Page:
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Mental illness is often offered as the standard rationale for why some graduate students burn out and leave their programs before finishing. The commonly presumed correlation between mental illness, such as bipolar disorder, and intelligence leads many to assume that these students are predisposed to such difficulties. Yet the statistical correlations do not line up. More than fifty percent of graduate students fail to complete their degree and only a handful enter their programs with a mental health diagnosis. There remains more to be seen.
In the following article, Te-Erika Patterson investigates the institutional power dynamics, structures and policies that undermine the well-being of graduate students. She juxtaposes current research with personal anecdotes to suggest that the prevalence of depression, anxiety and suicide ideation amongst doctoral candidates is something more than a statistical anomaly or a predisposition for mental instability.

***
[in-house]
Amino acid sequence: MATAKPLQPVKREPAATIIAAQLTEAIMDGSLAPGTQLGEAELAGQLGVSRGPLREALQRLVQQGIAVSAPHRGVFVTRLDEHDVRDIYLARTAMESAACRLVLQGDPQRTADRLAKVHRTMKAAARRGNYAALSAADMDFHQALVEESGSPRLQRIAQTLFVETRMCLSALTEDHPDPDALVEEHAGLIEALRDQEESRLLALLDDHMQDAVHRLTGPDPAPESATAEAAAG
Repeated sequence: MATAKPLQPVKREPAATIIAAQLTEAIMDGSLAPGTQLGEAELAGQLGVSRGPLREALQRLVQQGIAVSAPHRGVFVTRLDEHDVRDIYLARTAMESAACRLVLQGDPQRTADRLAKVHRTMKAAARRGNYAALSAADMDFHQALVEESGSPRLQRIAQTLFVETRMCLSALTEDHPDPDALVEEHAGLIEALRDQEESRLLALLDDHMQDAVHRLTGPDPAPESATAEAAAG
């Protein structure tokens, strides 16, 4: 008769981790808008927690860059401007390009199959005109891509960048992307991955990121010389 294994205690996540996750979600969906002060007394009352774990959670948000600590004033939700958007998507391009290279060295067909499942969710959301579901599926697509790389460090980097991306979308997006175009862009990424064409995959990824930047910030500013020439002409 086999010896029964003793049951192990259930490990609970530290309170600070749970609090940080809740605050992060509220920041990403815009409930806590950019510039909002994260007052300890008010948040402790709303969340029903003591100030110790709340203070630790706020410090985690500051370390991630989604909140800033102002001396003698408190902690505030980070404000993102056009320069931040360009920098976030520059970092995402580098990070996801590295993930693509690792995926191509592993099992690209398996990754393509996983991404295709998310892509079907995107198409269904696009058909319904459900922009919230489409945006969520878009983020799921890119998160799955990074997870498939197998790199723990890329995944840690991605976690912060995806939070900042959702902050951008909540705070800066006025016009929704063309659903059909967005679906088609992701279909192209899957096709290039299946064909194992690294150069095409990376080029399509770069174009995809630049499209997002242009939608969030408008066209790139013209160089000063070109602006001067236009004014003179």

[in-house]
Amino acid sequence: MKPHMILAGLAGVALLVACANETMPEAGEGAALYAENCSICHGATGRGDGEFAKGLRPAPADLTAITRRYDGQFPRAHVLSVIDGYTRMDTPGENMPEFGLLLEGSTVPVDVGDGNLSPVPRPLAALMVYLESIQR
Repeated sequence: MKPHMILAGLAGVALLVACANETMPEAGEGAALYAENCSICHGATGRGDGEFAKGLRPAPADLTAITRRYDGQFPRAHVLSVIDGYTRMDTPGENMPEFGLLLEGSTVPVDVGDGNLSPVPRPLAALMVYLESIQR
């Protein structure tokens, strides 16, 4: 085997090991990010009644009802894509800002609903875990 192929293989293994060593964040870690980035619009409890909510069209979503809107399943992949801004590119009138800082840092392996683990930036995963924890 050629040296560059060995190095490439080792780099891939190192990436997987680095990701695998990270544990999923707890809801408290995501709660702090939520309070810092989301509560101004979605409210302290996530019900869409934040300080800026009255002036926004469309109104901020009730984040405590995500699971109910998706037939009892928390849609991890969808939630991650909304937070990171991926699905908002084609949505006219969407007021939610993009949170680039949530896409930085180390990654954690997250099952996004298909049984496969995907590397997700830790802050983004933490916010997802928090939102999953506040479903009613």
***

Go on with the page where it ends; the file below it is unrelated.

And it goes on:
“Research suggests that the majority of students who enter doctoral programs possess the academic ability to complete their studies, but systemic issues at schools may lead to high attrition and mental distress among graduate students. In exploring what exacerbates mental-health issues among graduate students, it may be wise to shift the focus away from labeling graduate students “deficient” to investigate how institutions themselves may be causing attrition.”
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